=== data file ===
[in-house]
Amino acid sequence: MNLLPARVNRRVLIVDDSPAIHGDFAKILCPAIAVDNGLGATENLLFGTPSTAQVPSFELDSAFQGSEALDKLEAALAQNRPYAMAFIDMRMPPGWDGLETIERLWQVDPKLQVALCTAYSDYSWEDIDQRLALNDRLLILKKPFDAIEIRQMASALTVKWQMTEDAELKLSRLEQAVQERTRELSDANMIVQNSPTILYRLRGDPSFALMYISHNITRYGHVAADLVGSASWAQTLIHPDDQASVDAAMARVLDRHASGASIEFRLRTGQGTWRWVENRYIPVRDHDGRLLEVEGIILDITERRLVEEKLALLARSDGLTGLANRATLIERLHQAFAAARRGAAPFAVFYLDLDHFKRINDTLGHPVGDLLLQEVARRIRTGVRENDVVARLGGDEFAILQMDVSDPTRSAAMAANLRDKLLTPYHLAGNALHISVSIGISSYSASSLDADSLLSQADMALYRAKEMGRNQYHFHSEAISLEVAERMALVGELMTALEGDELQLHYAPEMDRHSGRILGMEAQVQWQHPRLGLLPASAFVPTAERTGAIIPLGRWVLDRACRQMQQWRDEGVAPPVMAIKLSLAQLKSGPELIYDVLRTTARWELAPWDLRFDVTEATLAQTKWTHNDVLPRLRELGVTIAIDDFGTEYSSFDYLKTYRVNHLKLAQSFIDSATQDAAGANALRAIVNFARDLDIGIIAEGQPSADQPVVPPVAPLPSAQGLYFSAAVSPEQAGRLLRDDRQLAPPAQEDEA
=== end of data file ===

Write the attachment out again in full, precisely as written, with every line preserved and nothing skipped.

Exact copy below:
[in-house]
Amino acid sequence: MNLLPARVNRRVLIVDDSPAIHGDFAKILCPAIAVDNGLGATENLLFGTPSTAQVPSFELDSAFQGSEALDKLEAALAQNRPYAMAFIDMRMPPGWDGLETIERLWQVDPKLQVALCTAYSDYSWEDIDQRLALNDRLLILKKPFDAIEIRQMASALTVKWQMTEDAELKLSRLEQAVQERTRELSDANMIVQNSPTILYRLRGDPSFALMYISHNITRYGHVAADLVGSASWAQTLIHPDDQASVDAAMARVLDRHASGASIEFRLRTGQGTWRWVENRYIPVRDHDGRLLEVEGIILDITERRLVEEKLALLARSDGLTGLANRATLIERLHQAFAAARRGAAPFAVFYLDLDHFKRINDTLGHPVGDLLLQEVARRIRTGVRENDVVARLGGDEFAILQMDVSDPTRSAAMAANLRDKLLTPYHLAGNALHISVSIGISSYSASSLDADSLLSQADMALYRAKEMGRNQYHFHSEAISLEVAERMALVGELMTALEGDELQLHYAPEMDRHSGRILGMEAQVQWQHPRLGLLPASAFVPTAERTGAIIPLGRWVLDRACRQMQQWRDEGVAPPVMAIKLSLAQLKSGPELIYDVLRTTARWELAPWDLRFDVTEATLAQTKWTHNDVLPRLRELGVTIAIDDFGTEYSSFDYLKTYRVNHLKLAQSFIDSATQDAAGANALRAIVNFARDLDIGIIAEGQPSADQPVVPPVAPLPSAQGLYFSAAVSPEQAGRLLRDDRQLAPPAQEDEA